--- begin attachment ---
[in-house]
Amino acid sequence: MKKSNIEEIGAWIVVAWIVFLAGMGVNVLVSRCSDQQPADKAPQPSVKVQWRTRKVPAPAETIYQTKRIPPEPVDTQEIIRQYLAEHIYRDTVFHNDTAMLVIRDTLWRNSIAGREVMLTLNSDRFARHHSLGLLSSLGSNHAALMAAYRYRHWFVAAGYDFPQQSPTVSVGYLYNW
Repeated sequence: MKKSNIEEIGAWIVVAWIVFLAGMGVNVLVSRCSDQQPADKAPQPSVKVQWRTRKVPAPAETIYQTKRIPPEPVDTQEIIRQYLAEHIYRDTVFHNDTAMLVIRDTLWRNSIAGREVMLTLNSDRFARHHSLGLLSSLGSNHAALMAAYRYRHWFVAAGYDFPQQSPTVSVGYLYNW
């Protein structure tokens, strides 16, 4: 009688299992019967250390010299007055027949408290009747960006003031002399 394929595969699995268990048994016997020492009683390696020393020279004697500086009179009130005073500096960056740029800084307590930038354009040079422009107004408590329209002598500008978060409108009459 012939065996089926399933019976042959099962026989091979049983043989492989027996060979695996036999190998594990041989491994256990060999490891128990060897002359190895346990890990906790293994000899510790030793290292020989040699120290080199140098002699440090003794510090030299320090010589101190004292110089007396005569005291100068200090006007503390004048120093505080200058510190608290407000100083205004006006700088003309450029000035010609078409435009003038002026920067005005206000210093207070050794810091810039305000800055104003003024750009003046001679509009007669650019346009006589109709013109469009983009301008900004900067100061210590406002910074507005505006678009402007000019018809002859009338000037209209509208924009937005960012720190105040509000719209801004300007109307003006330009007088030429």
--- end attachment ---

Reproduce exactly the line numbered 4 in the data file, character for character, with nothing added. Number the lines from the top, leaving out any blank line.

């Protein structure tokens, strides 16, 4: 009688299992019967250390010299007055027949408290009747960006003031002399 394929595969699995268990048994016997020492009683390696020393020279004697500086009179009130005073500096960056740029800084307590930038354009040079422009107004408590329209002598500008978060409108009459 012939065996089926399933019976042959099962026989091979049983043989492989027996060979695996036999190998594990041989491994256990060999490891128990060897002359190895346990890990906790293994000899510790030793290292020989040699120290080199140098002699440090003794510090030299320090010589101190004292110089007396005569005291100068200090006007503390004048120093505080200058510190608290407000100083205004006006700088003309450029000035010609078409435009003038002026920067005005206000210093207070050794810091810039305000800055104003003024750009003046001679509009007669650019346009006589109709013109469009983009301008900004900067100061210590406002910074507005505006678009402007000019018809002859009338000037209209509208924009937005960012720190105040509000719209801004300007109307003006330009007088030429």